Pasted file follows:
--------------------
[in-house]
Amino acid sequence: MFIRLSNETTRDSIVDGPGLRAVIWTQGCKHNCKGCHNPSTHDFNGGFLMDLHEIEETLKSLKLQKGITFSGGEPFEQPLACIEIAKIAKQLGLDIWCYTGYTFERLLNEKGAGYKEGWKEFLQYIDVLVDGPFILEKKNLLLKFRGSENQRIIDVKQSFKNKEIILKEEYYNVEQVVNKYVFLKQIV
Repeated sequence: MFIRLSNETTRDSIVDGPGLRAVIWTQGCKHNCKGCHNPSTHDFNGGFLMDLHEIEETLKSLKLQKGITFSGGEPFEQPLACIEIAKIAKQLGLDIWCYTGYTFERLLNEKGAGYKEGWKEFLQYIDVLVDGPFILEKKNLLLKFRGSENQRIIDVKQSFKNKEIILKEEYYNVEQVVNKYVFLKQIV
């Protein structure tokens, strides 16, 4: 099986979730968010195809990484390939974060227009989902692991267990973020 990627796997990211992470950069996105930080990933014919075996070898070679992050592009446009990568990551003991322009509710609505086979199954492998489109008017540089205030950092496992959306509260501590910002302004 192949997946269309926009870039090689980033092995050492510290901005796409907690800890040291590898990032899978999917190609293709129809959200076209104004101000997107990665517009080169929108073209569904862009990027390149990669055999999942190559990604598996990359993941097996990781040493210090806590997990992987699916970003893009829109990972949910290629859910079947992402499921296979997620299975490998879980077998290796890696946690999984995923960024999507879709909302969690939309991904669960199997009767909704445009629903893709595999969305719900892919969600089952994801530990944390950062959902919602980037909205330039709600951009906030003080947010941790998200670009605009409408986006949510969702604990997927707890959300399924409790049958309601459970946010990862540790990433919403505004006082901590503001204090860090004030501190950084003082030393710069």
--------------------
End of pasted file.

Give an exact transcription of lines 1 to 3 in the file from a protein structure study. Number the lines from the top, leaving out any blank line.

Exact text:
[in-house]
Amino acid sequence: MFIRLSNETTRDSIVDGPGLRAVIWTQGCKHNCKGCHNPSTHDFNGGFLMDLHEIEETLKSLKLQKGITFSGGEPFEQPLACIEIAKIAKQLGLDIWCYTGYTFERLLNEKGAGYKEGWKEFLQYIDVLVDGPFILEKKNLLLKFRGSENQRIIDVKQSFKNKEIILKEEYYNVEQVVNKYVFLKQIV
Repeated sequence: MFIRLSNETTRDSIVDGPGLRAVIWTQGCKHNCKGCHNPSTHDFNGGFLMDLHEIEETLKSLKLQKGITFSGGEPFEQPLACIEIAKIAKQLGLDIWCYTGYTFERLLNEKGAGYKEGWKEFLQYIDVLVDGPFILEKKNLLLKFRGSENQRIIDVKQSFKNKEIILKEEYYNVEQVVNKYVFLKQIV